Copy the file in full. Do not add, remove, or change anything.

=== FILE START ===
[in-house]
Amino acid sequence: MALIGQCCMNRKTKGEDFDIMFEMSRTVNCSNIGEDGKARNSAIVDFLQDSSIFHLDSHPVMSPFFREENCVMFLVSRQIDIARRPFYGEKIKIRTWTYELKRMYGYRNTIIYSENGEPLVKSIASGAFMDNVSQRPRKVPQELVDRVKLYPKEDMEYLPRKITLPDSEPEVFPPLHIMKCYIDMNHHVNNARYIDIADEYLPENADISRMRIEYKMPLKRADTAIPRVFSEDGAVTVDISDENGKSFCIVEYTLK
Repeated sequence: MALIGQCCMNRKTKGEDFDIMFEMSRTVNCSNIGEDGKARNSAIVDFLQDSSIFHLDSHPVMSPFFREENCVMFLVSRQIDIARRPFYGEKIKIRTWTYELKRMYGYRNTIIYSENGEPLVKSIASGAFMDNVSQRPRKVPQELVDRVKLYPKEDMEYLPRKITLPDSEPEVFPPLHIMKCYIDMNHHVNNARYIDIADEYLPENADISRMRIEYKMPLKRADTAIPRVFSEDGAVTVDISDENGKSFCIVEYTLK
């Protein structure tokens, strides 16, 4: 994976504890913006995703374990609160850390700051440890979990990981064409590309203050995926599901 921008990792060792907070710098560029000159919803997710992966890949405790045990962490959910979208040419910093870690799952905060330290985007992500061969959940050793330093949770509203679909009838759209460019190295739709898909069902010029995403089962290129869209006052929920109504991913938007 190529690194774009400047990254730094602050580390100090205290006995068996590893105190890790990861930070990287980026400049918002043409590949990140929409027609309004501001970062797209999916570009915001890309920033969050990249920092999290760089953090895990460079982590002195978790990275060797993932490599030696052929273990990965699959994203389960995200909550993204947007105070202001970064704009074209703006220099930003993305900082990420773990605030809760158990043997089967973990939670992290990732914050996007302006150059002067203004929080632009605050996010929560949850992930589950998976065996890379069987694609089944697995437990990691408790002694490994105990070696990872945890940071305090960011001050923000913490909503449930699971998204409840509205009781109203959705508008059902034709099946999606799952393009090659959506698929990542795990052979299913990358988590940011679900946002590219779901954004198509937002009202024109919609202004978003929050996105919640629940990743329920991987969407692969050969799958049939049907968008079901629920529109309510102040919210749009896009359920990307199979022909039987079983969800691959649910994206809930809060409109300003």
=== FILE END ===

[in-house]
Amino acid sequence: MALIGQCCMNRKTKGEDFDIMFEMSRTVNCSNIGEDGKARNSAIVDFLQDSSIFHLDSHPVMSPFFREENCVMFLVSRQIDIARRPFYGEKIKIRTWTYELKRMYGYRNTIIYSENGEPLVKSIASGAFMDNVSQRPRKVPQELVDRVKLYPKEDMEYLPRKITLPDSEPEVFPPLHIMKCYIDMNHHVNNARYIDIADEYLPENADISRMRIEYKMPLKRADTAIPRVFSEDGAVTVDISDENGKSFCIVEYTLK
Repeated sequence: MALIGQCCMNRKTKGEDFDIMFEMSRTVNCSNIGEDGKARNSAIVDFLQDSSIFHLDSHPVMSPFFREENCVMFLVSRQIDIARRPFYGEKIKIRTWTYELKRMYGYRNTIIYSENGEPLVKSIASGAFMDNVSQRPRKVPQELVDRVKLYPKEDMEYLPRKITLPDSEPEVFPPLHIMKCYIDMNHHVNNARYIDIADEYLPENADISRMRIEYKMPLKRADTAIPRVFSEDGAVTVDISDENGKSFCIVEYTLK
């Protein structure tokens, strides 16, 4: 994976504890913006995703374990609160850390700051440890979990990981064409590309203050995926599901 921008990792060792907070710098560029000159919803997710992966890949405790045990962490959910979208040419910093870690799952905060330290985007992500061969959940050793330093949770509203679909009838759209460019190295739709898909069902010029995403089962290129869209006052929920109504991913938007 190529690194774009400047990254730094602050580390100090205290006995068996590893105190890790990861930070990287980026400049918002043409590949990140929409027609309004501001970062797209999916570009915001890309920033969050990249920092999290760089953090895990460079982590002195978790990275060797993932490599030696052929273990990965699959994203389960995200909550993204947007105070202001970064704009074209703006220099930003993305900082990420773990605030809760158990043997089967973990939670992290990732914050996007302006150059002067203004929080632009605050996010929560949850992930589950998976065996890379069987694609089944697995437990990691408790002694490994105990070696990872945890940071305090960011001050923000913490909503449930699971998204409840509205009781109203959705508008059902034709099946999606799952393009090659959506698929990542795990052979299913990358988590940011679900946002590219779901954004198509937002009202024109919609202004978003929050996105919640629940990743329920991987969407692969050969799958049939049907968008079901629920529109309510102040919210749009896009359920990307199979022909039987079983969800691959649910994206809930809060409109300003």